One of the more insidious features of the new coronavirus behind COVID-19 is its ability to settle into unsuspecting hosts who never show signs of being sick but are able to spread the virus to others.
In a study published June 3 in the Annals of Internal Medicine, researchers at the Scripps Research Translational Institute reviewed data from 16 different groups of COVID-19 patients from around the world to get a better idea of how many cases of coronavirus can likely be traced to people who spread the virus without ever knowing they were infected. Their conclusion: at minimum, 30%, and more likely 40% to 45%.
Such so-called asymptomatic spread is unique for a respiratory virus; most cause symptoms and disease once they infect their hosts. SARS-CoV-2, the virus responsible for COVID-19, is, however, particularly wily because it can also infect hosts silently and use them as unwitting pawns in its infectious campaign. “The range we found is extraordinarily high,” says Dr. Eric Topol, director and founder of the Institute and one of the authors of the paper. “That means the range of what can happen with SARS-CoV-2 is from no symptoms to [death]. That’s not at all similar to any virus or pathogen we’ve experienced that has killing potential in the past. What we have here is an extraordinary spectrum, including this quiet, stealth mode of infecting somebody.”
Topol and his co-author, Daniel Oran, searched for published and unpublished studies that included asymptomatic people and focused on 16 different groups of people screened or tested for COVID-19 around the world. Among others, these included a cohort of more than 13,000 people in Iceland who volunteered to be tested for COVID-19 (the largest group included), as well as residents of Vo, Italy; passengers on the Diamond Princess cruise ship where an outbreak occurred; visitors to homeless shelters in Boston and Los Angeles; prison inmates; college students; and nursing home residents in King County, WA.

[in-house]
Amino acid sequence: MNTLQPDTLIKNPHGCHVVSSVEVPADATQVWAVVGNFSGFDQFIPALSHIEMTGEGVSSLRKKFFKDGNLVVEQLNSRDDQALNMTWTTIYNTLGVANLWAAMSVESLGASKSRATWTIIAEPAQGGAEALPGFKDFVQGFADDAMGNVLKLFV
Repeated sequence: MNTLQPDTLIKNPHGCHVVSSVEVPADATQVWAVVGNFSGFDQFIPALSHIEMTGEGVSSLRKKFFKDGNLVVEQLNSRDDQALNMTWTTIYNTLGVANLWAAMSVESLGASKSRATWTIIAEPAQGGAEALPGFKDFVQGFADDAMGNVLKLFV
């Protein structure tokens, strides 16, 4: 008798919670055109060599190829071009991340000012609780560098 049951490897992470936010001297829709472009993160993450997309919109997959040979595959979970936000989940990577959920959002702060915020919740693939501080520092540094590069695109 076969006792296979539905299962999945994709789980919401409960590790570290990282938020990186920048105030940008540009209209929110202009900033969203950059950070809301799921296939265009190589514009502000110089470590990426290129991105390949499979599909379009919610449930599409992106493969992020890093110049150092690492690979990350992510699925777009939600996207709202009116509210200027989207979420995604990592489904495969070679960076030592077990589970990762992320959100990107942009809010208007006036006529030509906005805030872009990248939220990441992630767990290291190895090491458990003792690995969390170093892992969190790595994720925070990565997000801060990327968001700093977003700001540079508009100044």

Five of these studies included follow up testing of the participants; they showed that only a small fraction of people who were asymptomatic when they tested positive the first time then went on to develop symptoms. That allowed the researchers to distinguish between people who are pre-symptomatic—those who test positive but eventually go on to develop symptoms—and those who are truly asymptomatic, and test positive for COVID-19 but never develop obvious symptoms. Among the more than 2300 people sampled in the Vo population, none of the 41% who had no symptoms when they tested positive ever developed symptoms over a 14 day period.
That wouldn’t be worrisome if it weren’t for other research beginning to show that levels of virus in people who are asymptomatic are similar to those among people who develop symptoms. That suggests that while they may not be outwardly showing any signs of illness, asymptomatic people are still carrying a potentially dangerous burden of infectious virus that they can spread to others.